More than 90 heads of state are on their way to South Africa for what is expected to be the largest gathering of world leaders in Africa's history.
It's a clear sign of what kind of impact Nelson Mandela left on the world.
Mandela, the activist who spent 27 years in prison before becoming his country's first black president, died Thursday at the age of 95.
U.S. President Barack Obama left Washington for Johannesburg on Monday morning to attend the memorial service for Mandela, which will take place Tuesday in the city's soccer stadium. The 90,000 seats probably won't be enough to house the many mourners wanting to pay tribute to the great anti-apartheid leader.
A state funeral will be held Sunday in Mandela's ancestral hometown of Qunu in the Eastern Cape province.
At least 91 heads of state and 10 former heads of state have said they're going to South Africa this week, government international relations spokesman Clayson Monyela said.
The race to the South Pole is off - although the trek still continues for Prince Harry and teams of wounded veterans.
Ed Parker, the expedition director of the Virgin Money South Pole Allied Challenge, revealed Saturday that he'd made the decision to call off the competition among three teams to reach the pole after five days.
"The reason for this is entirely simple - safety, which remains the core principal of our expeditions," Parker said in a statement.
It wasn't bad weather that led to the decision, and Parker even said that "all three teams were progressing well" over the first five days. Rather, it was the fact that the mission - especially as a competition - was putting undue strain on the participants.
"It was becoming evident that there was a higher degree of stress imposed on the team members, due to unprecedented terrain on the plateau," said Parker, a former British soldier who co-founded Walking With The Wounded in 2010.
Prince Harry - himself a member of Britain's armed forces, having served in Afghanistan and elsewhere - has had a long association with this charity.
In several ways, he's been preparing for this latest mission for a long time. That includes taking part in a Walking With The Wounded expedition to the North Pole - even plunging into the Arctic Ocean's freezing waters - in 2011 before withdrawing to attend his brother William's wedding. More recently, he traveled to Iceland for training and even spent 24 hours in an industrial freezer in preparation for the South Pole race.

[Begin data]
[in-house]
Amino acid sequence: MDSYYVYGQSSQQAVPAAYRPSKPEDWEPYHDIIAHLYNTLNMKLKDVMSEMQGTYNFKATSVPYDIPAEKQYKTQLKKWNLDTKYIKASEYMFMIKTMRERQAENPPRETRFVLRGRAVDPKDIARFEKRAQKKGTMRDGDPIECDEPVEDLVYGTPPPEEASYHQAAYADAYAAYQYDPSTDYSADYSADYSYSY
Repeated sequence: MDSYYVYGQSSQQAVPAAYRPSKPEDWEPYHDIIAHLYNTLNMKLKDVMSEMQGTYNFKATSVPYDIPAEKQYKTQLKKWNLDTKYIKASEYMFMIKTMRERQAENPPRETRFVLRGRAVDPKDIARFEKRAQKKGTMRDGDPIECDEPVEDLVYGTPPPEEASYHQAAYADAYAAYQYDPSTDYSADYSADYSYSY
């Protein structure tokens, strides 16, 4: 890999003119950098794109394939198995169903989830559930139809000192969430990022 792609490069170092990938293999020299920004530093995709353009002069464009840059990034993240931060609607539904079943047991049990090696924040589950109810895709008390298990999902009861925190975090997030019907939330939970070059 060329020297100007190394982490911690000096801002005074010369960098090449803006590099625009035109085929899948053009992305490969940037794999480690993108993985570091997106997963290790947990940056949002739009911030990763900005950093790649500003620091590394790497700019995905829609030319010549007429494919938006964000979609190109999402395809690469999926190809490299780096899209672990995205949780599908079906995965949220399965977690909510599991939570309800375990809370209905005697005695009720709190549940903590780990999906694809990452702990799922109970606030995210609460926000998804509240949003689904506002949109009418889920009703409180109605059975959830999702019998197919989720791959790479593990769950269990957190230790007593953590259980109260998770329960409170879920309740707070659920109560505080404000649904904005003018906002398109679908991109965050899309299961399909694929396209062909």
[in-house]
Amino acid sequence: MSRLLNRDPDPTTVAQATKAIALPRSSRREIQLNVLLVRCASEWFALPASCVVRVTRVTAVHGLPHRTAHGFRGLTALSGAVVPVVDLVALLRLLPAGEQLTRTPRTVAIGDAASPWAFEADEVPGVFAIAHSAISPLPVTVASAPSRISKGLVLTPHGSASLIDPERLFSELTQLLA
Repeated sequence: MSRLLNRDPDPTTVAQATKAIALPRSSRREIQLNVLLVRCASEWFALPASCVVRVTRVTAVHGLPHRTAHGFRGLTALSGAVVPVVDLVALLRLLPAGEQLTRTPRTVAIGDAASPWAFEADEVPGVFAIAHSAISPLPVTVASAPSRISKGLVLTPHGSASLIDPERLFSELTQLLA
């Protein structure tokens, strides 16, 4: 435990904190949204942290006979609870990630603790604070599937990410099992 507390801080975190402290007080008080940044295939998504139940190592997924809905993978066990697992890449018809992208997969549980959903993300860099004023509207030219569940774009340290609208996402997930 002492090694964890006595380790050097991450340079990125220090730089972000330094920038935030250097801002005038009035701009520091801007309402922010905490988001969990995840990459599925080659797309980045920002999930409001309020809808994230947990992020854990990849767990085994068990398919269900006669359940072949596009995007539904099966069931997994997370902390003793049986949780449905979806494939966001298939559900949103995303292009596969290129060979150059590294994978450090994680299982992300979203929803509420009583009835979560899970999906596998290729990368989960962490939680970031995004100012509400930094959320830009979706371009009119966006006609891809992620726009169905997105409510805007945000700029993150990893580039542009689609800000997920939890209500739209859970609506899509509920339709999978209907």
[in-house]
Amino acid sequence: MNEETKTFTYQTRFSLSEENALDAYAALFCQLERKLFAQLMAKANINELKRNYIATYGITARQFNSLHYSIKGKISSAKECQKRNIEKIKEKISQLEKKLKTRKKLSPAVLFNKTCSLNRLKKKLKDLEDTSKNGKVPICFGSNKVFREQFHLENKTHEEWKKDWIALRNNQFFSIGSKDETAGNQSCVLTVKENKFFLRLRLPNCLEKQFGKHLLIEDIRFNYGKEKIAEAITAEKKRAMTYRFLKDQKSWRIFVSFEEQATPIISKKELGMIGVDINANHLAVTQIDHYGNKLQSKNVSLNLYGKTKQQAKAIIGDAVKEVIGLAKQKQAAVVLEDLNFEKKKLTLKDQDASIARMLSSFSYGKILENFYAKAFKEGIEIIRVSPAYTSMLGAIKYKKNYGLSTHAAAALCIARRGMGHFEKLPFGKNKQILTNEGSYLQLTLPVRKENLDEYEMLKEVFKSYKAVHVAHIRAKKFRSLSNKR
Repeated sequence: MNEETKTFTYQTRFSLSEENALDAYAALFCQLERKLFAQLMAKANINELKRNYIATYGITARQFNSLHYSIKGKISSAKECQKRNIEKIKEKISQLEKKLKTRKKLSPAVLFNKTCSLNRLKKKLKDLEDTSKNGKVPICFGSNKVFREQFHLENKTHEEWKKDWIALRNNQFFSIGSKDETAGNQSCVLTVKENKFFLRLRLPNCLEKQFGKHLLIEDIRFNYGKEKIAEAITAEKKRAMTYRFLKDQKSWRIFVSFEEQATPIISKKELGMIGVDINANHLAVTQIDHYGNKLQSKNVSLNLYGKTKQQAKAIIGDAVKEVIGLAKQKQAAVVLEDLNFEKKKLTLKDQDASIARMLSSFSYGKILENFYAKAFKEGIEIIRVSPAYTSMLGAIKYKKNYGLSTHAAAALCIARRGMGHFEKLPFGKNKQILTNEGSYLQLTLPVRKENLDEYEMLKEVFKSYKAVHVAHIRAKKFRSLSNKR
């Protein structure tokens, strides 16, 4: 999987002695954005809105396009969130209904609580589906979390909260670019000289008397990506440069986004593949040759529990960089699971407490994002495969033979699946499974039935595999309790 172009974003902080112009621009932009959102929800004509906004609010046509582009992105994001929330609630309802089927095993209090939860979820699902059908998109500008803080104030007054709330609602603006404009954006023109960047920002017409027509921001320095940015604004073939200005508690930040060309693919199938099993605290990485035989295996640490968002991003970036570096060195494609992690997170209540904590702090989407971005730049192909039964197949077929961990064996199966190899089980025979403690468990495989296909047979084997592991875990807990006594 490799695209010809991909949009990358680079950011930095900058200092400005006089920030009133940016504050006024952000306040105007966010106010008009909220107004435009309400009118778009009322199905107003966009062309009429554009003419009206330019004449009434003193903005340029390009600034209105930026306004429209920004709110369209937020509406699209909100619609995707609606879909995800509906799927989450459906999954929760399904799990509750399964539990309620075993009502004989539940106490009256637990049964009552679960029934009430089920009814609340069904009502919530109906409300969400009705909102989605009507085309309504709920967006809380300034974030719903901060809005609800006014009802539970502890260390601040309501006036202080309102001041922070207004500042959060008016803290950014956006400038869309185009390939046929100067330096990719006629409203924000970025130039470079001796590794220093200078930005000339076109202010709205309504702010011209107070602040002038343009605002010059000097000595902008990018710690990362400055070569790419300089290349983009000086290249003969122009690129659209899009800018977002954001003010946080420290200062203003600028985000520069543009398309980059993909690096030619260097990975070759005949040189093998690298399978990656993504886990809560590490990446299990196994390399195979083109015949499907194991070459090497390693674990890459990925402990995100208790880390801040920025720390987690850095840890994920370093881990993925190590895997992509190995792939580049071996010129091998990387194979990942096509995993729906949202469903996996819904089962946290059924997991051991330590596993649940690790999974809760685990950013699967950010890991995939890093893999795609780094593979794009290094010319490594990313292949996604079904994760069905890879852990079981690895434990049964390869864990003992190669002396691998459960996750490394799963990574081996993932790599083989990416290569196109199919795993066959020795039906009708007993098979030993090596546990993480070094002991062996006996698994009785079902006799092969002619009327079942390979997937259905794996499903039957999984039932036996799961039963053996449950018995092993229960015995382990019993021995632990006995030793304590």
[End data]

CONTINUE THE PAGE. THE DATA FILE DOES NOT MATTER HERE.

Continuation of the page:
Yet, while Harry may be the only royal in Antarctica, he's hardly the only celebrity.
Swedish actor and "True Blood" star Alexander Skarsgard is an honorary member of the U.S. team, while Dominic West, perhaps best known for his role as McNulty in "The Wire," joins veterans wounded in combat from the Commonwealth nations of Canada and Australia.
Still, the stars - and focus of the event - are the veterans themselves. The three teams of seven participants each represent the United Kingdom, United States and the Commonwealth, which consists of several countries long affiliated with the British empire.
The plan was to trek more than 200 miles (322 kilometers) across the sparse continent, in temperatures as low as -35 degrees Celsius (-31 Fahrenheit).
And that's still the plan; it's just that they won't be racing.
The participants on Sunday are set to resuming the walk, hoping to traverse the 70 remaining miles to the South Pole "with no stress being placed on the teams ... enabling them all to do this in their own time," Parker explained.
Parker said he expects them all to reach that, by Friday or Saturday of next week, all of them will be at the finish "celebrating."
Newt Gingrich is fighting back against conservative critics who attacked the former Speaker of the House and co-host of CNN's “Crossfire” for his praise of Nelson Mandela.
After Mandela passed away Thursday, Gingrich posted a statement, praising him as "one of the greatest leaders of our lifetime."
The right-wing response was overwhelmingly reproachful.
"Such an amazing re-write of history since 1962 and 1990. Newt, I thought you of all people, a historian, would be true to who this guy really was," Mike Winkelman posted on Gingrich's Facebook page.